News Stories, 3 April 2014
Syrian mother gives water to her A Syrian mother gives water to her son in Lebanon, who is desperately ill with cancer. The influx of so many refugees has severely stretched health services.son in Lebanon, who is desperately ill with cancer. The influx of so many refugees has severely stretched health services.
The number of Syrian refugees in Lebanon passes the 1 million mark
News Stories, 3 April 2014
A Syrian mother gives water to her son in Lebanon, who is desperately ill with cancer. The influx of so many refugees has severely stretched health services.
BEIRUT, Lebanon, April 3 (UNHCR) – The number of refugees fleeing from Syria into neighbouring Lebanon passed the 1 million mark today, a bleak milestone exacerbated by rapidly depleting resources and a host community stretched to breaking point.
Just over three years after Syria’s conflict began, Lebanon has become the country with the highest per capita concentration of refugees worldwide, struggling to keep pace with a crisis that shows no signs of slowing. Refugees from Syria now equal almost a quarter of the resident population.
“The influx of a million refugees would be massive in any country. For Lebanon, a small nation beset by internal difficulties, the impact is staggering,” said UN High Commissioner for Refugees António Guterres. “The Lebanese people have shown striking generosity, but are struggling to cope. Lebanon hosts the highest concentration of refugees in recent history. We cannot let it shoulder this burden alone.”
The influx is accelerating. In April 2012, there were 18,000 Syrian refugees in Lebanon; by April 2013, there were 356,000, and now, in April this year, 1 million. Every day, UNHCR staff in Lebanon register 2,500 new refugees.
The impact on Lebanon has been immense. The country has experienced serious economic shocks due to the conflict in Syria, including a decline in trade, tourism and investment and an increase in public expenditures. Public services are struggling to meet increased demand, with health, education, electricity, and water and sanitation particularly taxed.
The World Bank estimates that the Syria crisis cost Lebanon US$2.5 billion in lost economic activity last year and threatens to push 170,000 Lebanese into poverty by the end of this year. Wages are plummeting, and families are struggling to make ends meet.
Children make up half the Syrian refugee population in Lebanon. The number of school-aged children is now more than 400,000, eclipsing the number of Lebanese children in public schools. These schools have opened their doors to some 100,000 refugees, yet the ability to accept more is severely limited.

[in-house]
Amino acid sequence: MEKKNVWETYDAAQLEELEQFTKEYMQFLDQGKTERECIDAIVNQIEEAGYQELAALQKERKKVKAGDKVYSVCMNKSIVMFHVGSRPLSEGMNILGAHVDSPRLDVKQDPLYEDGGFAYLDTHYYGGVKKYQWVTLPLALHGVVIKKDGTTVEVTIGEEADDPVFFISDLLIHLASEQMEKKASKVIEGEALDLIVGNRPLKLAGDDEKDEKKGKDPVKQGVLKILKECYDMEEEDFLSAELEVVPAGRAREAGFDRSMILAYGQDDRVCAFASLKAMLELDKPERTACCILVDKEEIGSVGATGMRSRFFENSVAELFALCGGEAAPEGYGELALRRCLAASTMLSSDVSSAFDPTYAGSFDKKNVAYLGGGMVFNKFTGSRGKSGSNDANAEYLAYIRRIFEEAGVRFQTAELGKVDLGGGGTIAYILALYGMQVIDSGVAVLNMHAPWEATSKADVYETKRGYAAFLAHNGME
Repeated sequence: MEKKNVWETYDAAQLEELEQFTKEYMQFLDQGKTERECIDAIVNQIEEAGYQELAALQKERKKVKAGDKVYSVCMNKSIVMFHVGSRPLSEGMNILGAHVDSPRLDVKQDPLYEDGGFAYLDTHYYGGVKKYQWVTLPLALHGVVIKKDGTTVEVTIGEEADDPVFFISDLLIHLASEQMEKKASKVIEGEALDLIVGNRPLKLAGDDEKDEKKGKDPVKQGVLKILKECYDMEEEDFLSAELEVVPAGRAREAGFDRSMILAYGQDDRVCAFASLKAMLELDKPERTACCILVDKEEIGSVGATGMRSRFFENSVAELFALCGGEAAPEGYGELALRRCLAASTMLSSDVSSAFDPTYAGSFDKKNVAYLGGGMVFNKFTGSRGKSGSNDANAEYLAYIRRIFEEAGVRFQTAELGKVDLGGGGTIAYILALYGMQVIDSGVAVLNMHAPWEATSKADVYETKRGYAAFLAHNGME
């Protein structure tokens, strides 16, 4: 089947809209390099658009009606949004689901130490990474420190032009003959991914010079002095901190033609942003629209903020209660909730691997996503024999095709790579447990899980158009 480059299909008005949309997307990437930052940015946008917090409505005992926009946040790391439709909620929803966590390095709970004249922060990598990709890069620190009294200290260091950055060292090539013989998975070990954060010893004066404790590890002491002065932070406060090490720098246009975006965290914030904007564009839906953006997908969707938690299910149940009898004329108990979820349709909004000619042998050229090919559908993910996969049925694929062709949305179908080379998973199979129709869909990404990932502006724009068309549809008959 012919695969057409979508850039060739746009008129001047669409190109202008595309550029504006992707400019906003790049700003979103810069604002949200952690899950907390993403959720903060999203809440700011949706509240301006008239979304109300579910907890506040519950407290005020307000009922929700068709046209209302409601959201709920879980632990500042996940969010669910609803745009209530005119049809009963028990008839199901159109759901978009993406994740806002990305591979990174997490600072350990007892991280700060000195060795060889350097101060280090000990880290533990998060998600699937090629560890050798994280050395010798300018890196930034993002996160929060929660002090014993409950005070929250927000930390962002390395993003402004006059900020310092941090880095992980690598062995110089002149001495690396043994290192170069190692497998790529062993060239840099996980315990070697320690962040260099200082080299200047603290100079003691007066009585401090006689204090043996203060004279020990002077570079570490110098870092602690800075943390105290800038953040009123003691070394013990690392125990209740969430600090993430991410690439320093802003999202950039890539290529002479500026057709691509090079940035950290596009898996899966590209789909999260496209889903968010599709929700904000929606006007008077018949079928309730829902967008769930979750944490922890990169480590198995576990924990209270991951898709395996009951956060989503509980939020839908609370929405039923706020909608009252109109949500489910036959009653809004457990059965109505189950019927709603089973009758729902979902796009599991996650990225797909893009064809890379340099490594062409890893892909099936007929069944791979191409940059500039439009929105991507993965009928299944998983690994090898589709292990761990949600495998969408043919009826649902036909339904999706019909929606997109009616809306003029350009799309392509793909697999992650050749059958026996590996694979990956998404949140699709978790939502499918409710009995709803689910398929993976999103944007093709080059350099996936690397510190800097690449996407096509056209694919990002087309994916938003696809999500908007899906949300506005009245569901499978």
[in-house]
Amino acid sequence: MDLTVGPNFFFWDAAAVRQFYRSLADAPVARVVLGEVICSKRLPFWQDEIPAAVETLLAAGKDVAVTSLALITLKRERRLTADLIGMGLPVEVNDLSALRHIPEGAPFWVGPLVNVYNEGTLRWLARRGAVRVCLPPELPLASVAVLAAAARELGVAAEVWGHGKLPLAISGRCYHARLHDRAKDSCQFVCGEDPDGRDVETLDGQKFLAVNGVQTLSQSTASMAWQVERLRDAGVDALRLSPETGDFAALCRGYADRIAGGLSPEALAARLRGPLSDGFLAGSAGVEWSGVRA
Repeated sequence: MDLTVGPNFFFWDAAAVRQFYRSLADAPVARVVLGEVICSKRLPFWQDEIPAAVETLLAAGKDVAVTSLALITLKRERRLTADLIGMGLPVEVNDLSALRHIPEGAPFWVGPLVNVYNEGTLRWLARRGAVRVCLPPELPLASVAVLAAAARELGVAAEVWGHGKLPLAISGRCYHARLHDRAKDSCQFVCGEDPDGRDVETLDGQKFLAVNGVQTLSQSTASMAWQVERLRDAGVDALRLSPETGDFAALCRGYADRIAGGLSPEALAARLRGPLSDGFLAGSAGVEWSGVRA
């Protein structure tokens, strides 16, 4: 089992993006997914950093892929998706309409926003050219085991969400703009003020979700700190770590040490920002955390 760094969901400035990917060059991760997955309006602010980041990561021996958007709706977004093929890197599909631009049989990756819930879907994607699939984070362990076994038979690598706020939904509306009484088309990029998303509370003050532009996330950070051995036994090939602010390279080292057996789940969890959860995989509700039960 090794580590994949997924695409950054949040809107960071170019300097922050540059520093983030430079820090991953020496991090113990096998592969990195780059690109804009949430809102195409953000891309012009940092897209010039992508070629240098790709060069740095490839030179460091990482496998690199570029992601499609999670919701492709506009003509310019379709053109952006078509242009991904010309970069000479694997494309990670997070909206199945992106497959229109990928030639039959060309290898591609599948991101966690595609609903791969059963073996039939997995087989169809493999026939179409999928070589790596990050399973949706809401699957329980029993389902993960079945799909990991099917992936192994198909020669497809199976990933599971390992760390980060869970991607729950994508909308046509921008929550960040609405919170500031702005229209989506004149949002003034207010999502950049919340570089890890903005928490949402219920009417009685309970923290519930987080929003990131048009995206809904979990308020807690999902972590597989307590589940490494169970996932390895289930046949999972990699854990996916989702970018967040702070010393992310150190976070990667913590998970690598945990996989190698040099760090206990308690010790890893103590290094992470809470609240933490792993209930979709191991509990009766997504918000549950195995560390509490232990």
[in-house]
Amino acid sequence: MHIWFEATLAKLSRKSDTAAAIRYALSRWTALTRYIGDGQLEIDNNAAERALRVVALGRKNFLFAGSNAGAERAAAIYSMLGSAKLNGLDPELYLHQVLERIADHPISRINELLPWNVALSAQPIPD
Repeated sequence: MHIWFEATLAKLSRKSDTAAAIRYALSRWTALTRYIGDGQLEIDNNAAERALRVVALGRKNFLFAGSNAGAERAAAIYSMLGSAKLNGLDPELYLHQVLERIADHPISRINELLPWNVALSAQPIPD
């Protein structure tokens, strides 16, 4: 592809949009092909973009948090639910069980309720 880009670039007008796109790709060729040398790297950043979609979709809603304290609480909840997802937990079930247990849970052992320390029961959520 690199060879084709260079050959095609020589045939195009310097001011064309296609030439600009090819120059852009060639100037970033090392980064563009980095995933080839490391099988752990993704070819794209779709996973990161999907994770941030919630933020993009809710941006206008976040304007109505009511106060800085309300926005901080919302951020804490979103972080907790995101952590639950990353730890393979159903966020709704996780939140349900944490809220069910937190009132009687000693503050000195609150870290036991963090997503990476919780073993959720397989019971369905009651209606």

Local communities feel the strain of the influx of refugees most directly, with many towns and villages now having more refugees than Lebanese. Across the country, critical infrastructure is stretched to its limits, affecting refugees and Lebanese alike. Sanitation and waste management have been severely weakened, clinics and hospitals are overstretched, and water supplies depleted. Wages are falling due to increased labour supply. There is growing recognition that Lebanon needs long-term development support to weather the crisis.
“International support to government institutions and local communities is at a level that, although slowly increasing, is totally out of proportion with what is needed,” Guterres said. “Support to Lebanon is not only a moral imperative, but it is also badly needed to stop the further erosion of peace and security in this fragile society, and indeed the whole region.”
And while the scale of the humanitarian emergency expands, and the serious consequences to Lebanon mount, the humanitarian appeal for Lebanon is only 13 per cent funded.
Aid agencies struggle to prioritize equally compelling needs and target assistance first and foremost to the most vulnerable of a needy population. Limited humanitarian funding coupled with a steady erosion of refugees own reserves can have dire consequences. A growing number of refugees are unable to afford or to find suitable accommodation and are resorting to insecure dwellings. Some 80,000 urgently need health assistance. More than 650,000 receive monthly food aid to survive.
Meanwhile, the vast majority of children are out of school and the prospect of a better future recedes the longer they remain out of the classroom. “The Syrian children of today, will be the shapers of Syria tomorrow. We must ensure they have the skills to meet the vast challenges they are now consigned to confront in years to come,” said Ninette Kelley, UNHCR’s representative in Lebanon.
The government, UN and partner agencies have mounted an unprecedented response, targeting both refugees and Lebanese host communities. Late last year, they appealed for US$1.89 billion for 2014. Only US$242 million has been received so far.